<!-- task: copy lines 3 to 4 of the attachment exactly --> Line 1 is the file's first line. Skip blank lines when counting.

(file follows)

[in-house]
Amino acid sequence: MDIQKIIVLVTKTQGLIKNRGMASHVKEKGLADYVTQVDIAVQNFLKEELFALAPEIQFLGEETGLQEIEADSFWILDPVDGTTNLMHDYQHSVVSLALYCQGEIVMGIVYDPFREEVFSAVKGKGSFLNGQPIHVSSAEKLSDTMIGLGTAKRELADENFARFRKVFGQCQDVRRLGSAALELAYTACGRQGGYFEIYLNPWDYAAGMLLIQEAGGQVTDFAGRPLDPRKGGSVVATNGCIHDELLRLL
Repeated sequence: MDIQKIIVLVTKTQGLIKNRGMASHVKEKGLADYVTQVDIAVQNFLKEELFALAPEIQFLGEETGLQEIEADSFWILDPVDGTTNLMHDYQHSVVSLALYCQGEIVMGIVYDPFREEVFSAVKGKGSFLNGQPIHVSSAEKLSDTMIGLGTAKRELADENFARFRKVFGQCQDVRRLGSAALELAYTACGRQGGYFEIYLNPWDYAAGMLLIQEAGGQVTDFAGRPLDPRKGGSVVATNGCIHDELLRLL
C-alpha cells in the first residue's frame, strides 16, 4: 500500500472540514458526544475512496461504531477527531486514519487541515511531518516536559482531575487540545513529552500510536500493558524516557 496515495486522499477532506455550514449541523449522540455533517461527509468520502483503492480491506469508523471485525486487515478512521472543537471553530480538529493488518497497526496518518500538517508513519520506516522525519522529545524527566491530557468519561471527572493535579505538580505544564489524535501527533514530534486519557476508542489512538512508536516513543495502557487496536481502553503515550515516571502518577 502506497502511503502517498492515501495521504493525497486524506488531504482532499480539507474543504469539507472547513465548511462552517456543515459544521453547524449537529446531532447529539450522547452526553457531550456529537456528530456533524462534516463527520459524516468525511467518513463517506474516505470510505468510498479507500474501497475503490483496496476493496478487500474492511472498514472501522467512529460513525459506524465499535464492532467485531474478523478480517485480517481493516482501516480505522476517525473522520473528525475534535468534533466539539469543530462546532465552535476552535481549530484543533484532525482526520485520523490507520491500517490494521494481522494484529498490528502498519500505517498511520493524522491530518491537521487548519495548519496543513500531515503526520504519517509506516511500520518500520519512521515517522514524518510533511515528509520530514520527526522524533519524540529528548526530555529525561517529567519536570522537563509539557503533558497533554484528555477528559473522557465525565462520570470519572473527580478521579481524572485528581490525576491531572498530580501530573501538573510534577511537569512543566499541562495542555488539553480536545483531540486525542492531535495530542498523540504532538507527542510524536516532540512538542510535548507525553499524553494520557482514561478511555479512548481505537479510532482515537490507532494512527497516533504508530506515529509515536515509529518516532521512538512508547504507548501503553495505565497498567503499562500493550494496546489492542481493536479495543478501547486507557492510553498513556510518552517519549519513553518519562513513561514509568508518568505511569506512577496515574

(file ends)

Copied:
Repeated sequence: MDIQKIIVLVTKTQGLIKNRGMASHVKEKGLADYVTQVDIAVQNFLKEELFALAPEIQFLGEETGLQEIEADSFWILDPVDGTTNLMHDYQHSVVSLALYCQGEIVMGIVYDPFREEVFSAVKGKGSFLNGQPIHVSSAEKLSDTMIGLGTAKRELADENFARFRKVFGQCQDVRRLGSAALELAYTACGRQGGYFEIYLNPWDYAAGMLLIQEAGGQVTDFAGRPLDPRKGGSVVATNGCIHDELLRLL
C-alpha cells in the first residue's frame, strides 16, 4: 500500500472540514458526544475512496461504531477527531486514519487541515511531518516536559482531575487540545513529552500510536500493558524516557 496515495486522499477532506455550514449541523449522540455533517461527509468520502483503492480491506469508523471485525486487515478512521472543537471553530480538529493488518497497526496518518500538517508513519520506516522525519522529545524527566491530557468519561471527572493535579505538580505544564489524535501527533514530534486519557476508542489512538512508536516513543495502557487496536481502553503515550515516571502518577 502506497502511503502517498492515501495521504493525497486524506488531504482532499480539507474543504469539507472547513465548511462552517456543515459544521453547524449537529446531532447529539450522547452526553457531550456529537456528530456533524462534516463527520459524516468525511467518513463517506474516505470510505468510498479507500474501497475503490483496496476493496478487500474492511472498514472501522467512529460513525459506524465499535464492532467485531474478523478480517485480517481493516482501516480505522476517525473522520473528525475534535468534533466539539469543530462546532465552535476552535481549530484543533484532525482526520485520523490507520491500517490494521494481522494484529498490528502498519500505517498511520493524522491530518491537521487548519495548519496543513500531515503526520504519517509506516511500520518500520519512521515517522514524518510533511515528509520530514520527526522524533519524540529528548526530555529525561517529567519536570522537563509539557503533558497533554484528555477528559473522557465525565462520570470519572473527580478521579481524572485528581490525576491531572498530580501530573501538573510534577511537569512543566499541562495542555488539553480536545483531540486525542492531535495530542498523540504532538507527542510524536516532540512538542510535548507525553499524553494520557482514561478511555479512548481505537479510532482515537490507532494512527497516533504508530506515529509515536515509529518516532521512538512508547504507548501503553495505565497498567503499562500493550494496546489492542481493536479495543478501547486507557492510553498513556510518552517519549519513553518519562513513561514509568508518568505511569506512577496515574